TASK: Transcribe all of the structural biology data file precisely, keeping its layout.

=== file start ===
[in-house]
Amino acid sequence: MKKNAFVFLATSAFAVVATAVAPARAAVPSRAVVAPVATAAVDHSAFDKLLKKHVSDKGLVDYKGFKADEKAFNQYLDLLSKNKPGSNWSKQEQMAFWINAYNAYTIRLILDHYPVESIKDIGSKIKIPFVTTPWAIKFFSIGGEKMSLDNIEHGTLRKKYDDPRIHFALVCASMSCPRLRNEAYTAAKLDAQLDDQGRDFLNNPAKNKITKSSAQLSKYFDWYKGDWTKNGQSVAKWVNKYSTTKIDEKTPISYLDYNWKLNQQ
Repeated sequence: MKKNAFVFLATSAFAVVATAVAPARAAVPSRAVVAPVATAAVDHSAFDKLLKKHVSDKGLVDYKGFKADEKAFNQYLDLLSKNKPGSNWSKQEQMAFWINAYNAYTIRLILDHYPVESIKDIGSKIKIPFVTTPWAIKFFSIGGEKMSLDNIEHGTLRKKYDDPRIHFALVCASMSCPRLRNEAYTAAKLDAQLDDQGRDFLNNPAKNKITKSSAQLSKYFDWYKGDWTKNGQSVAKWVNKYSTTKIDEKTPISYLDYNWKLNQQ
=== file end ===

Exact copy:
[in-house]
Amino acid sequence: MKKNAFVFLATSAFAVVATAVAPARAAVPSRAVVAPVATAAVDHSAFDKLLKKHVSDKGLVDYKGFKADEKAFNQYLDLLSKNKPGSNWSKQEQMAFWINAYNAYTIRLILDHYPVESIKDIGSKIKIPFVTTPWAIKFFSIGGEKMSLDNIEHGTLRKKYDDPRIHFALVCASMSCPRLRNEAYTAAKLDAQLDDQGRDFLNNPAKNKITKSSAQLSKYFDWYKGDWTKNGQSVAKWVNKYSTTKIDEKTPISYLDYNWKLNQQ
Repeated sequence: MKKNAFVFLATSAFAVVATAVAPARAAVPSRAVVAPVATAAVDHSAFDKLLKKHVSDKGLVDYKGFKADEKAFNQYLDLLSKNKPGSNWSKQEQMAFWINAYNAYTIRLILDHYPVESIKDIGSKIKIPFVTTPWAIKFFSIGGEKMSLDNIEHGTLRKKYDDPRIHFALVCASMSCPRLRNEAYTAAKLDAQLDDQGRDFLNNPAKNKITKSSAQLSKYFDWYKGDWTKNGQSVAKWVNKYSTTKIDEKTPISYLDYNWKLNQQ